Friday, October 15, 2010

Seekerville welcomes Dr. Stanley Williams, "The Moral Premise Guy"

It's my distinct pleasure to welcome independent television and film writer-producer and author Stanley D. Williams, PhD, to Seekerville today! I was first introduced to Stan's excellent book, The Moral Premise: Harnessing Virtue and Vice for Box Office Success, by my agent, Natasha Kern, and found his theories and instruction immensely enlightening. Stan and I have been corresponding via e-mail for several months now, so I asked him to be our guest today to explain more about The Moral Premise and how we can use it to give our stories more depth, meaning, and lasting impact. Please join me in giving Stan a warm Seekerville welcome!


Since Myra Johnson invited me to post and write something that might be useful to all of you, I've had the immense pleasure of enjoying five Seeker novels, and exchanging e-mails with some of you about your writing and your perception of the moral premise. The result of that research suggests that I use this space to explain a bit more about what the moral premise is, and how it can help you write focused, engaging stories. Although, based on what I've read, you need little advice from me. Every book brought tears to my eyes.


The moral premise, or more specifically, the Moral Premise Statement (MPS), is a fairly simple concept that when properly understood will help focus your writing and help what you write connect more fully with your readers.

Although my expertise is principally feature films, the theory behind the moral premise applies to all storytelling—films, novels, short shorts, news stories, and even weather forecasts. (Yes, those are stories too, with a moral purpose ("Don't go out in the rain.").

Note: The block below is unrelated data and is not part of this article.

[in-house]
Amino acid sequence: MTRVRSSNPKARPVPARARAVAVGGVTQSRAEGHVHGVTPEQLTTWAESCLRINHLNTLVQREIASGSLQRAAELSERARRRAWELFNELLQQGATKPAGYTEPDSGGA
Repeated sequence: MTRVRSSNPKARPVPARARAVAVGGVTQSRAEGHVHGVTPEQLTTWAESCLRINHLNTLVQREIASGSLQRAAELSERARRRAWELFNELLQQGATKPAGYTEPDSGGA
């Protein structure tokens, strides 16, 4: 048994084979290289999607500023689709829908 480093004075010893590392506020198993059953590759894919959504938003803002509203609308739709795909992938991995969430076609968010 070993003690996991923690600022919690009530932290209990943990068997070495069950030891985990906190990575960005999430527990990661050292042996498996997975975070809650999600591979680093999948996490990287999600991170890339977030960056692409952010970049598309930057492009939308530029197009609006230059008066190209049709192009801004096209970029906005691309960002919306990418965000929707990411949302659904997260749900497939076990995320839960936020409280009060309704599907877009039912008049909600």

Stories will be more powerful and connect with audiences and readers on a profound level when all of your characters' decisions, actions, and resulting consequences (psychological and physical ) focus on one set of values. By "set of values" I mean two naturally opposing motivations or moral constructs—virtue and a vice—e.g. selflessness vs. selfishness.

Or, take the conflict constructed by bitterness vs. forgiveness, two psychological values that generate physical consequences and thus drama. Characters with goals start off harboring bitterness and striving with each other over the attainment of said goals. As the conflict escalates, hopefully, someone will discover the opposite to bitterness and try forgiveness. Then redeeming consequences result. But understanding that bitterness is in conflict with forgiveness is the moral core of your story.

Of course, it's all much more complicated than that, as all stories are. But now you can create a statement that summarizes what everything in your story is really about. For instance, your story can be about how...

Bitterness leads to destruction; but
Forgiveness leads to life.

That's a good MPS. Study its form for a moment. Notice that it has four parts:

(1) A psychological vice leads to a (2) physical curse; but
(3) A psychological virtue leads to a (4) physical blessing.

Or, even more simply:

Vice leads to bad;
Virtue leads to good.

Simple, right? It's like brain-dead stuff. But it is actually very deep and compelling when integrated into your story. To unpeel the onion, it's important to see that each line follows this generic formula:

Mental decisions lead to physical consequences.

And then recognize that you cannot have a character take some physical action without it being motivated by a value in the mind. Let me say it again, all physical CONSEQUENCES that your characters experience is based on a mental decision based on some combination of psychological VALUES.

For example you are reading this blog post, but what did you do before you began to read it? You decided to read. That's no small matter. You used a psychological VALUE (a thirst for knowledge) to motivate your ACTION (read), and the CONSEQUENCE that naturally results (better writing).